Creating functional buildings that provide shelter from the elements is a given when it comes to architectural design, but some are more innovative and beautiful than others. Here we bring you a selection of our favourite projects incorporating shade from the sun.
Architecture and urban planning practice Manuel Herz Architects based in Basel, Switzerland and Cologne, Germany, has created a distinctive and functional private apartment block with ingenious ‘shutters’, Ballet Mécanique sits in lush gardens near Lake Zurich in the city’s Seefeld residential district. The façade includes rounded, triangular, folding shutters or Brise-Soleil, which open to provide shade and balcony canopies. When closed, they darken the rooms and offer intimacy. The outside of the shutters has a uniform, pearly, slightly shimmering colour, so that when completely closed, the house has a uniform hue. Meanwhile, the insides of the shutters are shades are orange, red and blue, so that when open, they create a multi-colored building that beautifully contrasts the garden.
Kolon One & Only Tower by Morphosis Architects
Kolon One & Only Tower is the new state-of-the-art research and development centre for the The Kolon Group, based in Seoul, South Korea. A diverse corporation, whose activities range from textiles, chemicals, and sustainable technologies, The Kolon Group needed a multi-functional building to house not only its R&D facilities but also meeting suites, exhibition space, shop, library, lecture rooms and cafeteria. Designed by Morphosis Architects, the centre of the building ‘folds’ slightly to provide passive shading to the lower floors. A huge amount of thought and planning has also gone into energy efficiency, resource conservation, and environmental stewardship, as well as employee health and well-being with roof terraces, courtyards, and other architectural measures to increase access to natural light and air for employees. Sustainable features include green roofs, recycled materials; and utilizing a ‘bubble deck’ slab that reduces the amount of concrete used by 30%.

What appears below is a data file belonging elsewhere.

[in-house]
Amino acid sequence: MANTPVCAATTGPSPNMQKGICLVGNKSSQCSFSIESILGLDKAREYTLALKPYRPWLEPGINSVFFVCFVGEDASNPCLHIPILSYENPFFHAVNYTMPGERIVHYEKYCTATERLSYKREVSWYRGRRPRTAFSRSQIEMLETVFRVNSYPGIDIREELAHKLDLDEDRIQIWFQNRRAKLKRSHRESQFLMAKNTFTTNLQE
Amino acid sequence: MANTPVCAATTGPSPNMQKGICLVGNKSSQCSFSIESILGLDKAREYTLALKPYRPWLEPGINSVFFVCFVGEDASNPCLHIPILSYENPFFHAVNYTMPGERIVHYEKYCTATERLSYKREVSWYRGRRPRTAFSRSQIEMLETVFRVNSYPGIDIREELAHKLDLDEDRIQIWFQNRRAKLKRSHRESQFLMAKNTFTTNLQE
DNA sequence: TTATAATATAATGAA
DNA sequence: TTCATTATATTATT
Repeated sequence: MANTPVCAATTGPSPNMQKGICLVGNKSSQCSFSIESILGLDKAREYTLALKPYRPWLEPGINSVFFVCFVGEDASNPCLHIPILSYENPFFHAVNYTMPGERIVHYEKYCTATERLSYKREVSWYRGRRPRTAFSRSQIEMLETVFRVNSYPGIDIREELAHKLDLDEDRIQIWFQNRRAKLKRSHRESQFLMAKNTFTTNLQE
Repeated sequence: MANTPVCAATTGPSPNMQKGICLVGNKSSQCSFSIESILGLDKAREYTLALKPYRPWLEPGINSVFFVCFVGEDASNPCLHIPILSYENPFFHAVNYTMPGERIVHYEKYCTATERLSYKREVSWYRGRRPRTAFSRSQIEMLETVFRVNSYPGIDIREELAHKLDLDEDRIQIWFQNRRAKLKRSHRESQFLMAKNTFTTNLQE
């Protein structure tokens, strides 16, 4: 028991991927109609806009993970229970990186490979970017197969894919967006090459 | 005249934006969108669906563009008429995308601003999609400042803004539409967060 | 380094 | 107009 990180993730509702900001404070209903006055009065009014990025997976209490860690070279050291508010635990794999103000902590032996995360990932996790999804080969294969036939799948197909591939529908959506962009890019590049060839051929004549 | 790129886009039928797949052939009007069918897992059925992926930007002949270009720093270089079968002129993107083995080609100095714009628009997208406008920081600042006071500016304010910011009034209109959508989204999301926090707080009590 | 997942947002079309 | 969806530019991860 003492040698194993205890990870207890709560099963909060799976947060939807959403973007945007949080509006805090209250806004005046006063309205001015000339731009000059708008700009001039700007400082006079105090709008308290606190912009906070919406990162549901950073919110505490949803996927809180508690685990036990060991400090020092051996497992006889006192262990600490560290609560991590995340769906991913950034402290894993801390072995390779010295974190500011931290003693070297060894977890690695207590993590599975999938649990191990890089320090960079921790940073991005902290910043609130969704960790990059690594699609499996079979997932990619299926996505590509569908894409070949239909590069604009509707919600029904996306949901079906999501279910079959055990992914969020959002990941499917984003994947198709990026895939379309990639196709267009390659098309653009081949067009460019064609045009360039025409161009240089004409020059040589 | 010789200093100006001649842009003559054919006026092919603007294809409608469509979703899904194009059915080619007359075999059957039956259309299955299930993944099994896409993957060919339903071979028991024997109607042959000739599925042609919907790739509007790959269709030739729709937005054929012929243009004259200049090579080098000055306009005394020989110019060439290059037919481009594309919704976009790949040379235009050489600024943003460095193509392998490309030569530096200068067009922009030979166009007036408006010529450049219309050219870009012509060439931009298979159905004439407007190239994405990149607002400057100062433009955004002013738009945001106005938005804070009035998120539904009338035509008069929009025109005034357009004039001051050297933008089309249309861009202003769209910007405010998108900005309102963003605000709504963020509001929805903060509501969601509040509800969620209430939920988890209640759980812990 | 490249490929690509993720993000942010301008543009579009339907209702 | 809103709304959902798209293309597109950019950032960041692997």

Campus Kolding, Photo: S.Juhl
Henning Larsen Architects aimed to set a benchmark for green design with the university building in Kolding, Denmark. Featuring a climate-responsive kinetic facade that is an integrated part of the building, vital to its unique and varied expression. The striking solar screen system consists of around 1,600 triangular shutters of perforated steel, which are adjustable to match the amount of daylight and desired inflow of light at any time. The perforated shutters give a dynamic effect from the outside and an exciting play of light from the inside.
NBBJ Architects has created Sunbreak, a new prototype for user-controlled sunshades that it says will lower energy costs and give buildings a dynamic appearance throughout the day. While there’s already technology for automatically regulating sunlight into buildings, shades often go up or down based on the time of day, but if it’s cloudy outside or users want natural light in a room when the shades are down it can be problematic. ‘Sunbreak’ takes advantage of folding geometry, and a movable track system controlled by a mobile app and sensors that can detect when people are present to automatically raise or lowers shades and saves energy during periods when part of a building is unoccupied. If someone is in the space, the shades open automatically to provide users with natural light.
Meanwhile, William McDonough + Partners has designed a 20,000sq m academic building for the Universidad EAN in the urban core of Bogotá, Colombia, in the El Nogal district to reflect the high environmental aspirations of the university. Covering 10 floors of facilities including physics and biology labs, classrooms, admin offices and seminar rooms, it also includes a cafeteria, indoor basketball court, gym and an auditorium seating 500 people. However, the defining element of the design is a sunshade constructed using William McDonough’s WonderFrame technology – perforated, coloured shade panels built into the frame of the structure to block glare and allow views. The building is also naturally ventilated via ‘solar chimneys’, which draw air through the building and expel it through the roof.